The Cuban experience now looks to me like an even more impressive success story, showing purely human intelligence coping with a seriously life-threatening situation at nation-state scale.
For the first time, life expectancy in Cuba exceeds that in the US by almost three years. The reasons include responses to Covid, health care systems, racism, poverty, misinformation campaigns, the embargo, international solidarity efforts, and resilience to climate change.
In a world where the digital footprint seems to be increasing every day (it will have tripled in 15 years according to the French GreenIT), we were looking forward to this stopover to study what is called “the low-tech Internet”.
Welcome to La Finca del Medio, a 13.42-hectare family farm located in central Cuba, which is championing food sovereignty in the agroecological way.
The book Disaster Preparedness and Climate Change in Cuba: Adaptation and Management (2021) traced the highly successful source of the island nation’s efforts to the way it put human welfare above property.
The Cuban system demonstrates a sustainable model of medical care, providing a high level of service with low use of resources. Many greens think only in terms of reducing personal consumption, or hoping for technical advances that will enable continued affluence. Too few realise that there have to be radical changes in systems as well as in lifestyles.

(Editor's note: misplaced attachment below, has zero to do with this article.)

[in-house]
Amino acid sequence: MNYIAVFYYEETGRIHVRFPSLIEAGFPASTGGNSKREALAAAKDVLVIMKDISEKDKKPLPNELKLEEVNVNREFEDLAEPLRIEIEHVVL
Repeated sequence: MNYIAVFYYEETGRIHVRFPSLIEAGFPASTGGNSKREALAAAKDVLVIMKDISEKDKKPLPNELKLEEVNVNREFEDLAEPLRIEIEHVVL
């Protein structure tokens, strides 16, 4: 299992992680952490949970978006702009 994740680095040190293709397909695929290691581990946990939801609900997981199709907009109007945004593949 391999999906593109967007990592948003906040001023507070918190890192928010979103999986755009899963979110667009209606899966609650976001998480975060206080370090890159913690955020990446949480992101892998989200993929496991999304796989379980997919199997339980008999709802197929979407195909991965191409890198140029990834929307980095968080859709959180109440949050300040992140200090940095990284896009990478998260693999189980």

Cuba’s preparation for COVID-19 began on January 1, 1959. On that day, over sixty years before the pandemic, Cuba laid the foundations for what would become the discovery of novel drugs, bringing patients to the island, and sending medical aid abroad.
I feel very blessed to be a Cuban woman, a farmer, and a teacher. I wake up early, I spend all day on the farm, working hard, managing the workers, planting, harvesting, selling, teaching—I do all of this out of love for my work. My work is my life.
Urban farming has gained momentum in recent years as a result of increased awareness of environmental issues and the desire to feed people living in cities sustainably.
If relations with U.S. agribusiness companies are not managed carefully, Cuba could revert to an industrial approach that relies on mechanization, transgenic crops and agrochemicals, rolling back the revolutionary gains that its campesinos have achieved.
Cuba is an unusual country that has been followed by many peak oilers. I recently visited there. I also followed my usual practice of looking up data from Internet sources about what is happening. I summarize my findings in this article.
Curtailers are different from consumers or conservers, consumers being those who are blithely devouring and polluting the planet and conservers being those who want to pull back a bit but avoid making big changes in the way they live. Being a curtailer in America is not a popular occupation or avocation. The very use of the word in ordinary conversation typically elicits a response that is one of shock or a low level of hostility.